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  1. The government should enact laws restricting, if not prohibiting, abortions except to save the life of the mother. Restrictions should include such things as parent notification for minors, a reasonable waiting period, and full disclosure of the ramifications of the procedure to both the mother’s well-being and the child’s.

  2. No government policies should promote or fund abortions as has been done in the mandate that all health insurance coverage plans approved under the Affordable Care Act carry abortion services as a covered service.

  3. No government policy should compel people to participate in abortions or the dispensing of drugs that cause abortions when it runs counter to their conscience as has been done through the abortion services mandate in the Affordable Care Act.

  4. No funding or support should be given to the process of creating human embryos for the purpose of destroying them in medical research.

  5. Any organization engaged in the trafficking of “fetal tissue” ought to be prosecuted with the same severity as someone charged with illegal trafficking in human organs.

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At the same time, the church should so grace to those who have had abortions, helping them to come to terms with their loss and grief, and experiencing the forgiveness of Christ.

Additionally, we should not just advocate a pro-life position that is pro-birth, but disregards the quality of life that the child is born into. Our pro-life position should also advocate for a healthy quality of life for those who are born (which will be discussed in the position paper on poverty). John in 1 John equates the disregard for those who suffer in conditions of poverty as a matter of murder, for by failing to address the issue of poverty they are sentenced to an unjust livelihood.

The other way that there have been attempts to redefine the prohibition for murder is in the euthanasia debate. Here the debate is often cast in the phraseology of “dying with dignity.” Yet, ignored in the conversation is the not so subtle distinction between letting die and helping die.

The direction a society takes on the question of euthanasia is a reflection of how highly it values human life and how highly it values God’s command not to murder. In societies where physician-assisted suicide becomes legal, this will set the stage for a further erosion of the protection of human life. Some people will be thought “too old” to deserve medical treatment. Compassion and care for the elderly will diminish, and they will be more and more thought of as burdens to care for, rather than valuable members of the society.

Moreover, concerns about a “slippery slope” in public policy have some persuasive force. If euthanasia is allowed for some patients who are suffering, then how can we prevent it from being applied to more and more patients who are suffering? In fact, “nations that have allowed physician-assisted suicide find that a society can quickly move from merely allowing ‘the right to die’ to the belief that there is ‘an obligation to die’ on the part of the elderly.”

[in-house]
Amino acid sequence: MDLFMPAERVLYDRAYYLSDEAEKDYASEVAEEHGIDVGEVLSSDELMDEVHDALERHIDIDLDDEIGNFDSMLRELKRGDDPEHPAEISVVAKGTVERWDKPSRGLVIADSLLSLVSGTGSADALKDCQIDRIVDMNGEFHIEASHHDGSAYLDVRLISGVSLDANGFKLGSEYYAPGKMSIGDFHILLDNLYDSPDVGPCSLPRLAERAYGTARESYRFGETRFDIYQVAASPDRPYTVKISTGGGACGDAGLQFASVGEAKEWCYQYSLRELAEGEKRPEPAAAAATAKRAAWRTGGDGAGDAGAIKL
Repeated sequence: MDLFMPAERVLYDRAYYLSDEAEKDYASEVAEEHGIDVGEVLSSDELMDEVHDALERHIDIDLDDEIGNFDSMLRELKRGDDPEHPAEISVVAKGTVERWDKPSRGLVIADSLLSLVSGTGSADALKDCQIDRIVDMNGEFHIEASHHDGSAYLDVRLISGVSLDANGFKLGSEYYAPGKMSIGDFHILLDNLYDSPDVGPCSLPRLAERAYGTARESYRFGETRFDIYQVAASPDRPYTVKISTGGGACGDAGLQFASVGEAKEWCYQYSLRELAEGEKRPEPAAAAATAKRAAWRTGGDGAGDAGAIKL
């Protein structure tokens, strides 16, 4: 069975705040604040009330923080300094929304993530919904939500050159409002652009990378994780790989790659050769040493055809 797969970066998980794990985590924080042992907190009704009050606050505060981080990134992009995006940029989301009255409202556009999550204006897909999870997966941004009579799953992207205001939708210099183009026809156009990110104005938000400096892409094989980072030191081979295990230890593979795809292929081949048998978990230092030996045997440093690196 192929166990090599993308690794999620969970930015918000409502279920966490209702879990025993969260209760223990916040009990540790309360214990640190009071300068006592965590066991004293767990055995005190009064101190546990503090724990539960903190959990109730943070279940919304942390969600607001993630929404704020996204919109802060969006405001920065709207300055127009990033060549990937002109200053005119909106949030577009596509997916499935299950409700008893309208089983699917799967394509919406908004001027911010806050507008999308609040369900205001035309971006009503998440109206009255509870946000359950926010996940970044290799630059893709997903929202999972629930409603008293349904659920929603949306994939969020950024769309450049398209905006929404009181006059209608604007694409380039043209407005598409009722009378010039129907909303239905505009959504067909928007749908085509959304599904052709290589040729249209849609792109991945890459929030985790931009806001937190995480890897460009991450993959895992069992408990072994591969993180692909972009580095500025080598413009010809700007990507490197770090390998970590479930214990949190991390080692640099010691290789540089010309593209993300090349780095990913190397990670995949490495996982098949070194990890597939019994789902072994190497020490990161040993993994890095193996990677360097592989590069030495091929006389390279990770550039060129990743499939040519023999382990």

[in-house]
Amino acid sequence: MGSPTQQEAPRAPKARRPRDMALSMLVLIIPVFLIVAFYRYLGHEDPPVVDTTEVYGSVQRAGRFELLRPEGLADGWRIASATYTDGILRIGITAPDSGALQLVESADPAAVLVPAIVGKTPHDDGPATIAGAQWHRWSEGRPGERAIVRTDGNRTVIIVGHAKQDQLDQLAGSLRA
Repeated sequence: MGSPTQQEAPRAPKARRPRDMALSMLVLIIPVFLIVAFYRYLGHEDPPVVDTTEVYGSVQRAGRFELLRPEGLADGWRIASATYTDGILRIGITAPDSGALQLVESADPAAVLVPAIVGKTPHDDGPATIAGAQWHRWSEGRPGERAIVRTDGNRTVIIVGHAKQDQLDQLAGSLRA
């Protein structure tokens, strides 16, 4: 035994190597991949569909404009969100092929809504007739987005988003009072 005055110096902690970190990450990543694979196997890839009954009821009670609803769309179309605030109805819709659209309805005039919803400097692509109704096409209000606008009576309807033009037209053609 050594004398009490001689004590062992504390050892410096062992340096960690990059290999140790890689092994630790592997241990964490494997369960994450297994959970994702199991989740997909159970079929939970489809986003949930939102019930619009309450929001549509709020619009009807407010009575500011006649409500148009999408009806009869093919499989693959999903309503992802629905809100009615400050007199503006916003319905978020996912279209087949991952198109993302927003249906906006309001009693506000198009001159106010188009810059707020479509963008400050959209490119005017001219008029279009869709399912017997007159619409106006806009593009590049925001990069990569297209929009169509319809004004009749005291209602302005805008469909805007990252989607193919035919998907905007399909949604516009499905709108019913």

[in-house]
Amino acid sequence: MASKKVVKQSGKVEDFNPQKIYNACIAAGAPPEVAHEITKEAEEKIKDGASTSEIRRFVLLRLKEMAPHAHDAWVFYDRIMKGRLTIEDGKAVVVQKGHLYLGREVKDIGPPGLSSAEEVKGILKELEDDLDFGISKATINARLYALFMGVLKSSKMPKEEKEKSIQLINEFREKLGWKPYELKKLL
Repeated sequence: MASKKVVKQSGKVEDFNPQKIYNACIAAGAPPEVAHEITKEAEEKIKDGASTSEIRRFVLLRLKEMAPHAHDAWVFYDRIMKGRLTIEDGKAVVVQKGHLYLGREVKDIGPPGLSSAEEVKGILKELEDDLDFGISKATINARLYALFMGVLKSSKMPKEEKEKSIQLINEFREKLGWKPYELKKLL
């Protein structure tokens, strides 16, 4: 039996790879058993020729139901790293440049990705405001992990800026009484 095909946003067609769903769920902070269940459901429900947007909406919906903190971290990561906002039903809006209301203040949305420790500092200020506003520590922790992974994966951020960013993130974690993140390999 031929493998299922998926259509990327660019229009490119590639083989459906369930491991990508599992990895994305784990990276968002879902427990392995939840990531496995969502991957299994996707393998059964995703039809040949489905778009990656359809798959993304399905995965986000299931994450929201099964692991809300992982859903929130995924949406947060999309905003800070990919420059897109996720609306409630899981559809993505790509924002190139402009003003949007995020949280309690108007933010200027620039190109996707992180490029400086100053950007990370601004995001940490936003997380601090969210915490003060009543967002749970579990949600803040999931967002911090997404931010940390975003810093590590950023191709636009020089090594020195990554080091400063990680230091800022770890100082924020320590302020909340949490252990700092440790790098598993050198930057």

The situation in the Netherlands has become particularly notorious, where approximately 2000 people per year are put to death according to the Netherlands’ “adult euthanasia vetting commissions.” In 2005, the Dutch announced their intention to expand its euthanasia policy to allow doctors to end the life of infants with the parents’ consent if it is determined that the child is terminally ill with no prospect of recovery.

In most states, euthanasia is still prohibited. However, Oregon voters enacted the “Death with Dignity Act,” which approved of physician-assisted suicide, in 1994. The law was upheld by the US 9th Circuit Court of Appeals in 1997. In November 2008, Washington also legalized physician-assisted suicide.

The Affordable Care Act took a first step to establishing a national policy on euthanasia in the creation of boards to make determinations for continued treatment rather than leaving that decision in the hands of the patient and doctor.

Governmental laws against murder should continue to be applied to cases of euthanasia, and laws that have been passed that open the flood gates to the slippery slope need to be rescinded.

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This blog is an adaption of a position paper written by Steven Chapman and approved by the FCC Elders as part of the God’s Politics message series in 2012. We believe that Christian voters should approach the casting of their ballots as an act of worship which brings honor to God.The goal of these position papers was to present a reasoned and Biblical statement on critical political issues of the day that will let us consider how we may best honor God with our votes.



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#Christianityandpolitics #Death #Euthanasia #Life #Abortion #GodsPolitics